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Patient's Subjective Impression of Cervical Range of Motion: A Mixed-methods Approach


Langenfeld, Anke; Bastiaenen, Carolien; Sieben, Judith; Humphreys, B Kim; Swanenburg, Jaap (2018). Patient's Subjective Impression of Cervical Range of Motion: A Mixed-methods Approach. Spine, 43(18):E1082-E1088.

Abstract

STUDY DESIGN Mixed-method. OBJECTIVE To evaluate the association between objective and subjective cervical range of motion (ROM) among patients with neck pain, and to assess the awareness of impairments. SUMMARY OF BACKGROUND DATA Cervical ROM is frequently used to evaluate neck pain, but it is also important to know what a patient expects from treatment, because this can profoundly affect treatment outcomes and patient satisfaction. METHODS We used a cervical ROM instrument, the Neck Disability Index (NDI), and a self-administered ROM questionnaire for the neck (S-ROM-Neck). Ten patients took part in semi-structured interviews. Correlations were analyzed using Spearman rank order correlations (rs). Differences between patient and assessor were evaluated by the Mann-Whitney U test. Qualitative data were analyzed by content analysis. RESULTS Thirty participants (mean age 43.80 years; 21 females) were included. The correlation (rs) for the S-ROM-Neck between patient and assessor was 0.679 [95% confidence interval (95% CI) 0.404-0.884; P = 0.000]. The correlation between the NDI and S-ROM-Neck was 0.178 (95% CI -0.233 to -0.533; P = 346) for the assessor and -0.116 (95% CI -0.475 to -0.219, P = 0.541) for the patient (U = 448, z = -0.030, P = 0.976). Qualitative analysis revealed that patients had general restrictions in daily life and with specific movements, but that they adjusted their behavior to avoid impairment. CONCLUSION There was a significant correlation between patient and therapist ratings of cervical spine mobility. Although patients experience restriction while moving and are impaired in specific activities, they adjust their lifestyle to accommodate their limitations. LEVEL OF EVIDENCE 4.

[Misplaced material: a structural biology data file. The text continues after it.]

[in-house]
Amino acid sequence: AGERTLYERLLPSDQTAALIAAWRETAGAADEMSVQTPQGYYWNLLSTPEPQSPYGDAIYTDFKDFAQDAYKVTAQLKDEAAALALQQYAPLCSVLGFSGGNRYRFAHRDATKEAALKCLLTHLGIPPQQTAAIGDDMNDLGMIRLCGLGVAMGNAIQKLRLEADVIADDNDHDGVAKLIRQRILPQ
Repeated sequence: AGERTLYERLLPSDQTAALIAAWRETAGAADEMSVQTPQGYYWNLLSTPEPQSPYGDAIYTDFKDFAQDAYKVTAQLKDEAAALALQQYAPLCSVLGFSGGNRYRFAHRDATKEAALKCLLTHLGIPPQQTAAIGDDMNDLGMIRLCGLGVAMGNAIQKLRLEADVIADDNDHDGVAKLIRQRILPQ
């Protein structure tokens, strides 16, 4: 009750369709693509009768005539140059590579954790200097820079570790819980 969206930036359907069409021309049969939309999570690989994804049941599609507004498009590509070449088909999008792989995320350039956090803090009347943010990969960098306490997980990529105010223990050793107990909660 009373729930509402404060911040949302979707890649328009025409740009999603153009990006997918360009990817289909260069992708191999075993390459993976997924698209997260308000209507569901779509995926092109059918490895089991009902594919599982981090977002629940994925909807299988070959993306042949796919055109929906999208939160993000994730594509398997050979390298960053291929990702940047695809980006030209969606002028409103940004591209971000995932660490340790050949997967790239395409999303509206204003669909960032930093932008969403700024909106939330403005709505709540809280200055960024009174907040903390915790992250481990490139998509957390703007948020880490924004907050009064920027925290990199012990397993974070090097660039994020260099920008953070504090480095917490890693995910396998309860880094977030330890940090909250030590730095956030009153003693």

Abstract

STUDY DESIGN Mixed-method. OBJECTIVE To evaluate the association between objective and subjective cervical range of motion (ROM) among patients with neck pain, and to assess the awareness of impairments. SUMMARY OF BACKGROUND DATA Cervical ROM is frequently used to evaluate neck pain, but it is also important to know what a patient expects from treatment, because this can profoundly affect treatment outcomes and patient satisfaction. METHODS We used a cervical ROM instrument, the Neck Disability Index (NDI), and a self-administered ROM questionnaire for the neck (S-ROM-Neck). Ten patients took part in semi-structured interviews. Correlations were analyzed using Spearman rank order correlations (rs). Differences between patient and assessor were evaluated by the Mann-Whitney U test. Qualitative data were analyzed by content analysis. RESULTS Thirty participants (mean age 43.80 years; 21 females) were included. The correlation (rs) for the S-ROM-Neck between patient and assessor was 0.679 [95% confidence interval (95% CI) 0.404-0.884; P = 0.000]. The correlation between the NDI and S-ROM-Neck was 0.178 (95% CI -0.233 to -0.533; P = 346) for the assessor and -0.116 (95% CI -0.475 to -0.219, P = 0.541) for the patient (U = 448, z = -0.030, P = 0.976). Qualitative analysis revealed that patients had general restrictions in daily life and with specific movements, but that they adjusted their behavior to avoid impairment. CONCLUSION There was a significant correlation between patient and therapist ratings of cervical spine mobility. Although patients experience restriction while moving and are impaired in specific activities, they adjust their lifestyle to accommodate their limitations. LEVEL OF EVIDENCE 4.

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Additional indexing

Item Type:Journal Article, refereed, original work
Communities & Collections:04 Faculty of Medicine > Balgrist University Hospital, Swiss Spinal Cord Injury Center
Dewey Decimal Classification:610 Medicine & health
Uncontrolled Keywords:Orthopedics and Sports Medicine, Clinical Neurology
Language:English
Date:9 March 2018
Deposited On:14 Mar 2018 13:47
Last Modified:29 Aug 2018 01:01
Publisher:Lippincott Williams & Wilkins
ISSN:0362-2436
OA Status:Green
Publisher DOI:https://doi.org/10.1097/BRS.0000000000002627
PubMed ID:29529000

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